The Iranian Revolution of 1979 was a decisive turn against Western influences, and a new, theocratic constitution that effectively made Ayatollah Ruhollah Khomeini dictator for life as part of a return to Islamic values. Among these was the banning of almost all Western culture, including most modern music. (With the exception of some music by Queen – the late great Freddie Mercury was of Persian descent, after all.)
Khomeini is gone now, but the bans remain in place.
“Triumph of the Will” (or in German, “Triumph des Willens”) is the best known film of Leni Riefenstahl. It is a blatant propaganda piece that covers the 1934 Nazi Party rally at Nuremberg, featuring footage of the massive crowds who attended the rally and speeches given by Hitler himself.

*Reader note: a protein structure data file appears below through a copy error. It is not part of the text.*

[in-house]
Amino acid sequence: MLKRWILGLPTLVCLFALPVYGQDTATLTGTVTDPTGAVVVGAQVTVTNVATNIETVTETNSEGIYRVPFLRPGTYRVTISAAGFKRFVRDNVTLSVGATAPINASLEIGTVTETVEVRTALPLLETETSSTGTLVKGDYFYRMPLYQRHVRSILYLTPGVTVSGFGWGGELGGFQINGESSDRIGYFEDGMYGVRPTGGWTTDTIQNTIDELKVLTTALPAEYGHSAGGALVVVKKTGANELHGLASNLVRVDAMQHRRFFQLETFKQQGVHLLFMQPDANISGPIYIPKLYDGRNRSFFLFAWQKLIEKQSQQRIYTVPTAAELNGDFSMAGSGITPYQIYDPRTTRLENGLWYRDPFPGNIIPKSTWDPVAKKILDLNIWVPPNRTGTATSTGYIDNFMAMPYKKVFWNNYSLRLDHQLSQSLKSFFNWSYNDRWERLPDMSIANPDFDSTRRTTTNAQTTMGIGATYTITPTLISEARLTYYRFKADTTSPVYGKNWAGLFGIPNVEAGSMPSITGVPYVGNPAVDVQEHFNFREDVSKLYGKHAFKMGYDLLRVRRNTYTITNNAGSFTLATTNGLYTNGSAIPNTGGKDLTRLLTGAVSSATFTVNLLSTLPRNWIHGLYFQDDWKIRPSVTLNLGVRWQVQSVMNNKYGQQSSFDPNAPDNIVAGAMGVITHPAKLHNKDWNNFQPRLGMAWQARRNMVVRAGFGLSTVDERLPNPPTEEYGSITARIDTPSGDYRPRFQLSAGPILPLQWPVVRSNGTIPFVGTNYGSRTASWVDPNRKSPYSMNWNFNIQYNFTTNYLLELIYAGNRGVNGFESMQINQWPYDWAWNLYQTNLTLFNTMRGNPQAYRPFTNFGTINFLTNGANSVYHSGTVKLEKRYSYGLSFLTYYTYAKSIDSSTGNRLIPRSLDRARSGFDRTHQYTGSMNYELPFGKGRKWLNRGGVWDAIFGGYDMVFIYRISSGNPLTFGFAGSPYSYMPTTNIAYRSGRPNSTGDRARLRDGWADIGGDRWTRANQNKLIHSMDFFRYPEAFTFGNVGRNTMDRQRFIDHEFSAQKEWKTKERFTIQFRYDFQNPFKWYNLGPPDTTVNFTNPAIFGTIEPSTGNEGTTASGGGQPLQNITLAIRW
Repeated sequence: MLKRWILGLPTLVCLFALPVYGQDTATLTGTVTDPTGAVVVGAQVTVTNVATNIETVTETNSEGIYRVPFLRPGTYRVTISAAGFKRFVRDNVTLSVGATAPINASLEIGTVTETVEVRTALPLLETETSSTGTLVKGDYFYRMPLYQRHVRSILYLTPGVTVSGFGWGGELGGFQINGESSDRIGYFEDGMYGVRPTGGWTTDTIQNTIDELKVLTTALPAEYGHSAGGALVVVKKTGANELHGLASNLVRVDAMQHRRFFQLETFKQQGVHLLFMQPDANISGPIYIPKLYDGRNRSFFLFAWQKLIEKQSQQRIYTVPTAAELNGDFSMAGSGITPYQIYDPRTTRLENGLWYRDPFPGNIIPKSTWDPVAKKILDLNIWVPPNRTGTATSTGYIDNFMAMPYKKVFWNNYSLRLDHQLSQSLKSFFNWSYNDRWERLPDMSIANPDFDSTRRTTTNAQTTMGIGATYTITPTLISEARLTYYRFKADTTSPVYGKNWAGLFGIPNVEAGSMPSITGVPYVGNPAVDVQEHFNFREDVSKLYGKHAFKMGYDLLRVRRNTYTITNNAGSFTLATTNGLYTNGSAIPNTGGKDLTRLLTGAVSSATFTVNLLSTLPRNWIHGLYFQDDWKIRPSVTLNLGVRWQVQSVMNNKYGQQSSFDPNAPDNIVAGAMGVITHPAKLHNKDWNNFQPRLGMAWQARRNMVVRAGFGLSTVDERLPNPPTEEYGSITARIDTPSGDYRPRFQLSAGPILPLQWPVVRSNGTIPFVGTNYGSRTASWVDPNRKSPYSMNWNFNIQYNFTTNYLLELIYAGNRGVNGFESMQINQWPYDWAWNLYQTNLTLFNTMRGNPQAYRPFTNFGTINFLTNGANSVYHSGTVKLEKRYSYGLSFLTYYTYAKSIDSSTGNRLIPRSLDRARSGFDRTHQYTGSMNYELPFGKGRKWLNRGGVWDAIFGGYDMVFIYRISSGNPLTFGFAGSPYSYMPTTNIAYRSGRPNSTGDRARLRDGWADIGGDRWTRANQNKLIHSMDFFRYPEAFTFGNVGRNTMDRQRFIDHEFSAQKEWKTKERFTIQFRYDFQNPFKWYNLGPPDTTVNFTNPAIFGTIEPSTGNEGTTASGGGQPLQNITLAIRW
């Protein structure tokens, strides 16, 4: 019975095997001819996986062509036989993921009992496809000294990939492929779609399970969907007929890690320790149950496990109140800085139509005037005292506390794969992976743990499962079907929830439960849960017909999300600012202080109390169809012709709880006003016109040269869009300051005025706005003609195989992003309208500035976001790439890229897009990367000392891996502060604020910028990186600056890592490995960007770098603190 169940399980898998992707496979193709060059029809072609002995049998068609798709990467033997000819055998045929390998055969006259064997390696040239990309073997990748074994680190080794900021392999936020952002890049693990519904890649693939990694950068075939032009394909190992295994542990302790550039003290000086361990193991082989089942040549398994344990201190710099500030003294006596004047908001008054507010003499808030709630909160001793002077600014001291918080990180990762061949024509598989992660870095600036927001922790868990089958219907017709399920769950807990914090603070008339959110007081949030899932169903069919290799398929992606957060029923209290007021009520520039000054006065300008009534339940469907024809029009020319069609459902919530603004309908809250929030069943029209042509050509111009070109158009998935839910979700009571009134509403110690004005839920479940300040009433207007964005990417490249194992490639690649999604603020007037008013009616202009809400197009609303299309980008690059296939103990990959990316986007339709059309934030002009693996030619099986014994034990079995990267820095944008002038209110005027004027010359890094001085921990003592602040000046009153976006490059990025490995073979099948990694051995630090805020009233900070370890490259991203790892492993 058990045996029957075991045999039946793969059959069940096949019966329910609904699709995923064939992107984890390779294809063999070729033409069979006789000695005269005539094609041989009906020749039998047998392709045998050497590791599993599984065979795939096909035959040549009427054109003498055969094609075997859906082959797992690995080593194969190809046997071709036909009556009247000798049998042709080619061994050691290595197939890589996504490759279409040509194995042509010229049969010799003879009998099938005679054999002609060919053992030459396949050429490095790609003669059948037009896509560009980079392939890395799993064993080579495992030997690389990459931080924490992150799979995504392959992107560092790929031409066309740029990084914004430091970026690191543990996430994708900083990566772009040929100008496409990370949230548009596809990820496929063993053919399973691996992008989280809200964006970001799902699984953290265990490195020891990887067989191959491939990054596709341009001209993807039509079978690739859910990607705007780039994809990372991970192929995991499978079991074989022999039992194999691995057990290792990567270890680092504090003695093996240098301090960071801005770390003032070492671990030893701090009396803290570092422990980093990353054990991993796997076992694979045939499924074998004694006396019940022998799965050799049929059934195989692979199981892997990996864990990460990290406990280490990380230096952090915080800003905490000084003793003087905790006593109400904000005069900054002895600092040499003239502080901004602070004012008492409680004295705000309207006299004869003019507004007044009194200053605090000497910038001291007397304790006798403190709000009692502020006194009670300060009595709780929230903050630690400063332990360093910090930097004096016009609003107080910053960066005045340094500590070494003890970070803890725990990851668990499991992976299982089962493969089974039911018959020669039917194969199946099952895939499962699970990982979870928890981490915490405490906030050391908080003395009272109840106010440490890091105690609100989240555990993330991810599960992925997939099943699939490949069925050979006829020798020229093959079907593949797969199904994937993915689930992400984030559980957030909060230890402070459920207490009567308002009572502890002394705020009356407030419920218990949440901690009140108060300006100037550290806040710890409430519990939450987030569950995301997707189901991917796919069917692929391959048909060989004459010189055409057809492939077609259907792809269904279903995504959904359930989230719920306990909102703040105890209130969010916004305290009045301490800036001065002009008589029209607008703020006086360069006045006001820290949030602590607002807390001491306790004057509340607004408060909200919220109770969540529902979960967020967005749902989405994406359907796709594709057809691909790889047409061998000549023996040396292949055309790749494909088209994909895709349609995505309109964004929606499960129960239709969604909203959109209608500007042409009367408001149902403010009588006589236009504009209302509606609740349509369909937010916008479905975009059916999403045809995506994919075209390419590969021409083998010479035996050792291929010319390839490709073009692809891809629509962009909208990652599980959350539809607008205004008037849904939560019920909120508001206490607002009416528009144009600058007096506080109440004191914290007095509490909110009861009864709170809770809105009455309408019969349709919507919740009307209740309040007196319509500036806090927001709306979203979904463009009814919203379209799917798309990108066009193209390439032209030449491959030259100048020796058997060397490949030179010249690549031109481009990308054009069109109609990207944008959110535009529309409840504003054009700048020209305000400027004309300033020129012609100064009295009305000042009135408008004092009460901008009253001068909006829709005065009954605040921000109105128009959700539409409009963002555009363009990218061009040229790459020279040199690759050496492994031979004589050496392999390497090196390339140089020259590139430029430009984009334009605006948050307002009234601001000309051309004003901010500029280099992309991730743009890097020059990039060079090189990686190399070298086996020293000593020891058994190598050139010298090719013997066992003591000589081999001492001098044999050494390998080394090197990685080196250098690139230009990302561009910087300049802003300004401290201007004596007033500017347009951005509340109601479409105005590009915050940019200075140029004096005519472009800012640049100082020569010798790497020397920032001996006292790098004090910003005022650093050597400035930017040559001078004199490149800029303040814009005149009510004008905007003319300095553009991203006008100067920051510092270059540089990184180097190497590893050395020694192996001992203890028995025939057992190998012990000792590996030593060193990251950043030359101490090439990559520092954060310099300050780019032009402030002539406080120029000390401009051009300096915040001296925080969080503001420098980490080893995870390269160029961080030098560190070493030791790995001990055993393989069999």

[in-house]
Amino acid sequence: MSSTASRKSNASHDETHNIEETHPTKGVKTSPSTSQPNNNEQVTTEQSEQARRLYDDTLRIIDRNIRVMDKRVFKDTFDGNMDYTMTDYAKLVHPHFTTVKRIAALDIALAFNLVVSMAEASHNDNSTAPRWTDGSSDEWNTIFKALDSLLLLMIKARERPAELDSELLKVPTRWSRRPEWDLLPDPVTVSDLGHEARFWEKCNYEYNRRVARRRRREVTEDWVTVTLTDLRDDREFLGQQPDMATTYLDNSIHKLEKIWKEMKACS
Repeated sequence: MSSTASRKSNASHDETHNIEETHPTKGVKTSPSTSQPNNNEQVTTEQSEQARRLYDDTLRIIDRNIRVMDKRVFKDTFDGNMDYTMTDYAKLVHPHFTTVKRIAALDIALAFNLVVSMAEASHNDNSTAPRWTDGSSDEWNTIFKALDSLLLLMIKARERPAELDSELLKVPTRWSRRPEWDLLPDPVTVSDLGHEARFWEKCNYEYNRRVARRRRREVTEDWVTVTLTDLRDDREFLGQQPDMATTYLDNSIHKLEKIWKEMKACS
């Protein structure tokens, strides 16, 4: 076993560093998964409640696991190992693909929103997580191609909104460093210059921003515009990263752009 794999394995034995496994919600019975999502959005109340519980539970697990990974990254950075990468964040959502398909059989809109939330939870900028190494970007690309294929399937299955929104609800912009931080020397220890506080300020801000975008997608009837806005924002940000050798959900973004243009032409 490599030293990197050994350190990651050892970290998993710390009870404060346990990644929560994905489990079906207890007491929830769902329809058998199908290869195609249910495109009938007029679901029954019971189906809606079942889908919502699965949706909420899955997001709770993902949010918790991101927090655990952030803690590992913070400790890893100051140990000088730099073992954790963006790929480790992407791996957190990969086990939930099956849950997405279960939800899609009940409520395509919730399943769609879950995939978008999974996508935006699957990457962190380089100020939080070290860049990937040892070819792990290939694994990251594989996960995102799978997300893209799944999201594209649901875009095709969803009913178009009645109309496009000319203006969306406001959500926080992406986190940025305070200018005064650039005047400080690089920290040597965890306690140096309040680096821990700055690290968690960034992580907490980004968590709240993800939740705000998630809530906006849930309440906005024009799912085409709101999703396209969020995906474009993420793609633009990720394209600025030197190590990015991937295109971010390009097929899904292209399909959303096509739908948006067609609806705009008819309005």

Its dubious political associations aside, “Triumph of the Will” is today recognized as a classic of twentieth century cinema, one of the most frequently homaged and parodied works in the cinematic canon, featuring innovations in camera and music use for feature films. Leni Riefenstahl is today acclaimed as a genius of cinematic art, with horribly bad taste in friends.